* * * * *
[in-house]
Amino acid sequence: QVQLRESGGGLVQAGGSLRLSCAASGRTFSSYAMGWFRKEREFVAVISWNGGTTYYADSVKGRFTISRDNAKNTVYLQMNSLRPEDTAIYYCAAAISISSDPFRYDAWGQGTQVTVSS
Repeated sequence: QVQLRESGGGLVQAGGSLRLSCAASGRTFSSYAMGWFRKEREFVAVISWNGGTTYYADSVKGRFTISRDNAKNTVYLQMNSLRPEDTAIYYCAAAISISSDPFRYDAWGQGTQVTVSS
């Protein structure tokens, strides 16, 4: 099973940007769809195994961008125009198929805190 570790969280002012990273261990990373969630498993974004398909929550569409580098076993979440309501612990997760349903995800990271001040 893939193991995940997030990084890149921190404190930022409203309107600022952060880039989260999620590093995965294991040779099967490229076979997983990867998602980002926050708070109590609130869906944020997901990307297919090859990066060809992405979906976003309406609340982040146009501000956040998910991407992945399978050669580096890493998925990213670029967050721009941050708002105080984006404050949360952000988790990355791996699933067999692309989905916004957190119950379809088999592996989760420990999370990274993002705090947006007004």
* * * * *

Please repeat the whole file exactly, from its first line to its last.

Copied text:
[in-house]
Amino acid sequence: QVQLRESGGGLVQAGGSLRLSCAASGRTFSSYAMGWFRKEREFVAVISWNGGTTYYADSVKGRFTISRDNAKNTVYLQMNSLRPEDTAIYYCAAAISISSDPFRYDAWGQGTQVTVSS
Repeated sequence: QVQLRESGGGLVQAGGSLRLSCAASGRTFSSYAMGWFRKEREFVAVISWNGGTTYYADSVKGRFTISRDNAKNTVYLQMNSLRPEDTAIYYCAAAISISSDPFRYDAWGQGTQVTVSS
């Protein structure tokens, strides 16, 4: 099973940007769809195994961008125009198929805190 570790969280002012990273261990990373969630498993974004398909929550569409580098076993979440309501612990997760349903995800990271001040 893939193991995940997030990084890149921190404190930022409203309107600022952060880039989260999620590093995965294991040779099967490229076979997983990867998602980002926050708070109590609130869906944020997901990307297919090859990066060809992405979906976003309406609340982040146009501000956040998910991407992945399978050669580096890493998925990213670029967050721009941050708002105080984006404050949360952000988790990355791996699933067999692309989905916004957190119950379809088999592996989760420990999370990274993002705090947006007004």